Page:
They heard Dino’s car start up and he stopped beside them.
“Reyes will be contacting Madame Fleur, and I said I would come with him to translate. She understands fine, she refuses to speak English, for some reason.” He shrugged. “I’ll keep you posted.”
“Take it easy, Dino. You watch out for yourself, or I’m going to be beastly and force feed you your medicine.”
“Yes, Ma’am!” He snapped a saucy salute and drove off, nearly having a couple collisions just pulling out of the driveway.
“Well, we have all afternoon off. What shall we do with ourselves?” Deacon looked slyly at Kacy.
“I see that look, you dirty, naughty man! I know what you want to be doing!” She slapped playfully at him.
“I was going to suggest a walk on the beach, maybe dinner and a movie? But if you’d rather hang out at the house and have incredible sex, I think I could arrange that.”
Giggling, she walked to the car and he opened the door for her again. Slipping inside, she fastened her belt as he walked around to the driver’s side.
“Hey, Deacon, did you leave this here?” She was pointing to an envelope on the seat.
Deacon pulled on his work glove before he picked it up. “No, I didn’t. I wonder what it is.”
“Don’t open it! You don’t know what it might be. Here.” She handed him a clean Ziploc bag from her purse.
“You always carry sandwich bags around with you?”
“You’d be surprised at how handy they are, I always have at least one.”
Deacon chuckled, taking the bag, he put the envelope carefully inside, sealing the bag.
“First stop the police station. Don’t suppose you know where it is?”
“Actually, yes. I saw it the other day when I was shopping. Head west till you hit US-1 and it’s north of Canal Street, a few miles. It’s on the highway on your left, you can’t miss it.”
“That’s always the kiss of death. I can’t believe it’s that easy.”
“No, seriously, it’s a piece of cake. You want me to drive?”
“I can manage, thanks.” He started the car and pulled into traffic much more carefully than she and Dino.
“You drive like my grandmum, Deacon.”
“I have to be careful.”
“Well it is Dino’s car, after all.”
“That’s only part of it.” He glanced at her, then back at the road. “I’ve got precious cargo. I’m not going to do anything stupid to risk losing you.”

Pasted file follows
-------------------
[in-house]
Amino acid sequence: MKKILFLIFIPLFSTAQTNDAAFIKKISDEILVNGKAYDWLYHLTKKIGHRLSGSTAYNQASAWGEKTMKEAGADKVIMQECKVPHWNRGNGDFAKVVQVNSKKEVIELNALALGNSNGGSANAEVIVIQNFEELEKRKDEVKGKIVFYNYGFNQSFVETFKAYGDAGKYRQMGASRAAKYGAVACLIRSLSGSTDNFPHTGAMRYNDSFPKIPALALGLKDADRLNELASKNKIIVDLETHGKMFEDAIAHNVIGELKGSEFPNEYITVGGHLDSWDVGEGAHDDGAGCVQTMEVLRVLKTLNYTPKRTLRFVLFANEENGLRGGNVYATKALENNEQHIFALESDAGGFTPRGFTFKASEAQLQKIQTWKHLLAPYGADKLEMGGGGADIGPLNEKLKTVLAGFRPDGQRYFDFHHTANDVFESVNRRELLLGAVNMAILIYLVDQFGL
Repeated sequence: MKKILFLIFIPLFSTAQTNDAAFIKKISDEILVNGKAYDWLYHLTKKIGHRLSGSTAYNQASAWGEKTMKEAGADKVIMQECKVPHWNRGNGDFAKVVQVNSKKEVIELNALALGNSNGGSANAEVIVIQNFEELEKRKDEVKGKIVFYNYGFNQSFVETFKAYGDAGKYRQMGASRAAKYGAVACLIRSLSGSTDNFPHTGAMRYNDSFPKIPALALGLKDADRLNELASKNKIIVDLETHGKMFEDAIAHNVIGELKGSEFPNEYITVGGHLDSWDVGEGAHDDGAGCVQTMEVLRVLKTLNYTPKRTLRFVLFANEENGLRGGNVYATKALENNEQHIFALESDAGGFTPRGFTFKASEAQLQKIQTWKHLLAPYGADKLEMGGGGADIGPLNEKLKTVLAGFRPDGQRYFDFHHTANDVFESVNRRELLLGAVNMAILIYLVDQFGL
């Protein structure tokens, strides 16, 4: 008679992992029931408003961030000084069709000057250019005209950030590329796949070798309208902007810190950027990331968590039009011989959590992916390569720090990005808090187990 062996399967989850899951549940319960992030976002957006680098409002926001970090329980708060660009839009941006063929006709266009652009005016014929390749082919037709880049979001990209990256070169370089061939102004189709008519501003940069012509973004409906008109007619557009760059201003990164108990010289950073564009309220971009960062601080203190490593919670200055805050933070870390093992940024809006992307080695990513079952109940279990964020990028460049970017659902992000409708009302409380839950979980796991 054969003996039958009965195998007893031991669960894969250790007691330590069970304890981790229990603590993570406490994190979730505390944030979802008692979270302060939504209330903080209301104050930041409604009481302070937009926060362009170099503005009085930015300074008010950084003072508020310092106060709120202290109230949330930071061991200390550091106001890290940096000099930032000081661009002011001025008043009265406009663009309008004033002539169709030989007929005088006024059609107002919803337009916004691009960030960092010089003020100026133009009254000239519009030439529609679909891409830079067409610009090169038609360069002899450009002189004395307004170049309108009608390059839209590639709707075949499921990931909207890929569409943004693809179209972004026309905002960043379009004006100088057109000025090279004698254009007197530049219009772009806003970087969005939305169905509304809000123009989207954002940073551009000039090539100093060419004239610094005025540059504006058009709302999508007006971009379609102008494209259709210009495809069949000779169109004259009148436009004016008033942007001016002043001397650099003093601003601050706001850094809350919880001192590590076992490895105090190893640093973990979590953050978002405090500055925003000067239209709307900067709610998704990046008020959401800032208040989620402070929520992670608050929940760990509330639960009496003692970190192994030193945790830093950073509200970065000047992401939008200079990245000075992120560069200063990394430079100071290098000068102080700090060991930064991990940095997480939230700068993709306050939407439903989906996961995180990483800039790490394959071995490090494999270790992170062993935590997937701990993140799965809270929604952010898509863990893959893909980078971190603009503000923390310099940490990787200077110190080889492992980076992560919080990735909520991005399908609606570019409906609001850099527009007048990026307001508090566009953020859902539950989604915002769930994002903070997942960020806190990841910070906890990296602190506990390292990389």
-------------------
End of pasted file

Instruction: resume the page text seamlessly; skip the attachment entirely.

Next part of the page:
Kacy sniffled loudly, wiping a tear. “Oh, Deacon, you’re too bloody nice to me.” She rummaged around in her purse, but couldn’t find a tissue.
Chuckling, he handed her his bandanna, it hadn’t been used that day and was still clean. She wiped her eyes, handing it back to him.
“Hang onto it. The way our conversations go, you might need it again.”
“I do get rather emotional, don’t I? I don’t know what’s wrong with me, I’m getting all worked up over this. It’s not like me to carry on so. You’ll want to be getting over soon, it’s just ahead.”
She pointed to the lighted blue plastic sign which said Police and bore the city crest. He slipped quickly into the left lane and made his turn at the next corner.
Their conversation with the desk sergeant was short and to the point. Detective Reyes was interviewing Madame, but they could leave the envelope and its contents with him. He filled out some paperwork, got their signatures, phone numbers and other important information. Driving back to the house, Deacon pulled over in a parking lot, stopping the car.
“What are you doing?” Kacy looked puzzled.
“Madame’s had offers on her property. I wonder if she and Dino compared names, if there are any in common.”
“Deacon, the police will take care of this, why are you worrying about it?”
“I wonder if Uncle Charlie got offers to sell, or Aunt Sophie? I don’t suppose there are any other relatives?”
“We’d have to ask Dino.”
“I keep thinking it’s not the building that he’s after so much as the land. Like Dino said, that is a prime parcel. If someone also had the spots next to it….”
He put the car in gear and pulled into traffic as cavalierly as Kacy. Horns honking followed them down the road. He waved a middle finger out the window as he accelerated.
“Where are we going?”
“To the florist.”
“What? Deacon, what do you want flowers for?”
He drove quickly, recklessly and zipped into the driveway of the florist shop next to the theater on the other side. Merle’s Florist was nearly as old a business as the deli, but it was no longer Merle who ran it. She had retired several years ago. It was her daughter and grandson who ran it now. Deacon introduced himself and Kacy.
©2021 Dellani Oakes